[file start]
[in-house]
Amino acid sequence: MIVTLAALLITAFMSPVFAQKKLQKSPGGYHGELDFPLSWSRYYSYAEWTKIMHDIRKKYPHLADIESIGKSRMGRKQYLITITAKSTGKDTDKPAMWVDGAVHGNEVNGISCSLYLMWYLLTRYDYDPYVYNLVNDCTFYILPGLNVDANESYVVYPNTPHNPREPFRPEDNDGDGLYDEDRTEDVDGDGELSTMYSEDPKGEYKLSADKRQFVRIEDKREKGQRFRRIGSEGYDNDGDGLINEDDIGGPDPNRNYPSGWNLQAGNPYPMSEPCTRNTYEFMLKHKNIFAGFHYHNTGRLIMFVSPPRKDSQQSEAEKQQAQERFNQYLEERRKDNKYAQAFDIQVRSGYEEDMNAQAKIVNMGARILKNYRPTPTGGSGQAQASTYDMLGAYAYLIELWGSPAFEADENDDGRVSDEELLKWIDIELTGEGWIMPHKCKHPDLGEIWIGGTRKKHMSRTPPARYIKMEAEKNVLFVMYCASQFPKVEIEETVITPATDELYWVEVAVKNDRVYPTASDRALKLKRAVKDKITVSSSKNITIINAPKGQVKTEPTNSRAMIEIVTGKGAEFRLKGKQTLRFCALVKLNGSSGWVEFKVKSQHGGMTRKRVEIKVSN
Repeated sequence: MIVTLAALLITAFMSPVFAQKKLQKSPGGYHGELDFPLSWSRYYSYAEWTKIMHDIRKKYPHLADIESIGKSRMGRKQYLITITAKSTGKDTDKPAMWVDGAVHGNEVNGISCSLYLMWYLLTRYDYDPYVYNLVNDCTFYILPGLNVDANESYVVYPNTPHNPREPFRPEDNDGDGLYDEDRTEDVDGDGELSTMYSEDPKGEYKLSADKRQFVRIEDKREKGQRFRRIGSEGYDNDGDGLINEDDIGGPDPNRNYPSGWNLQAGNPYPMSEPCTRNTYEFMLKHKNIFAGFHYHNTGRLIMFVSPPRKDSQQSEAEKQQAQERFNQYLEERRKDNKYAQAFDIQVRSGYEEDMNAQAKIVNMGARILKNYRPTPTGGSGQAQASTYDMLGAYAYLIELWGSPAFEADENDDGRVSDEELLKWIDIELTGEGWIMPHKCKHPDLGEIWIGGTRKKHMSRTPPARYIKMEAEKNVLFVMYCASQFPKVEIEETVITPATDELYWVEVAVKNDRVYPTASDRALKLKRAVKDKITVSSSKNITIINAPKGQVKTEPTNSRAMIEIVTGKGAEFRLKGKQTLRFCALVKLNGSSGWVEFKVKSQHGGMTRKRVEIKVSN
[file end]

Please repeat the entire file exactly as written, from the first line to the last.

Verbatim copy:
[in-house]
Amino acid sequence: MIVTLAALLITAFMSPVFAQKKLQKSPGGYHGELDFPLSWSRYYSYAEWTKIMHDIRKKYPHLADIESIGKSRMGRKQYLITITAKSTGKDTDKPAMWVDGAVHGNEVNGISCSLYLMWYLLTRYDYDPYVYNLVNDCTFYILPGLNVDANESYVVYPNTPHNPREPFRPEDNDGDGLYDEDRTEDVDGDGELSTMYSEDPKGEYKLSADKRQFVRIEDKREKGQRFRRIGSEGYDNDGDGLINEDDIGGPDPNRNYPSGWNLQAGNPYPMSEPCTRNTYEFMLKHKNIFAGFHYHNTGRLIMFVSPPRKDSQQSEAEKQQAQERFNQYLEERRKDNKYAQAFDIQVRSGYEEDMNAQAKIVNMGARILKNYRPTPTGGSGQAQASTYDMLGAYAYLIELWGSPAFEADENDDGRVSDEELLKWIDIELTGEGWIMPHKCKHPDLGEIWIGGTRKKHMSRTPPARYIKMEAEKNVLFVMYCASQFPKVEIEETVITPATDELYWVEVAVKNDRVYPTASDRALKLKRAVKDKITVSSSKNITIINAPKGQVKTEPTNSRAMIEIVTGKGAEFRLKGKQTLRFCALVKLNGSSGWVEFKVKSQHGGMTRKRVEIKVSN
Repeated sequence: MIVTLAALLITAFMSPVFAQKKLQKSPGGYHGELDFPLSWSRYYSYAEWTKIMHDIRKKYPHLADIESIGKSRMGRKQYLITITAKSTGKDTDKPAMWVDGAVHGNEVNGISCSLYLMWYLLTRYDYDPYVYNLVNDCTFYILPGLNVDANESYVVYPNTPHNPREPFRPEDNDGDGLYDEDRTEDVDGDGELSTMYSEDPKGEYKLSADKRQFVRIEDKREKGQRFRRIGSEGYDNDGDGLINEDDIGGPDPNRNYPSGWNLQAGNPYPMSEPCTRNTYEFMLKHKNIFAGFHYHNTGRLIMFVSPPRKDSQQSEAEKQQAQERFNQYLEERRKDNKYAQAFDIQVRSGYEEDMNAQAKIVNMGARILKNYRPTPTGGSGQAQASTYDMLGAYAYLIELWGSPAFEADENDDGRVSDEELLKWIDIELTGEGWIMPHKCKHPDLGEIWIGGTRKKHMSRTPPARYIKMEAEKNVLFVMYCASQFPKVEIEETVITPATDELYWVEVAVKNDRVYPTASDRALKLKRAVKDKITVSSSKNITIINAPKGQVKTEPTNSRAMIEIVTGKGAEFRLKGKQTLRFCALVKLNGSSGWVEFKVKSQHGGMTRKRVEIKVSN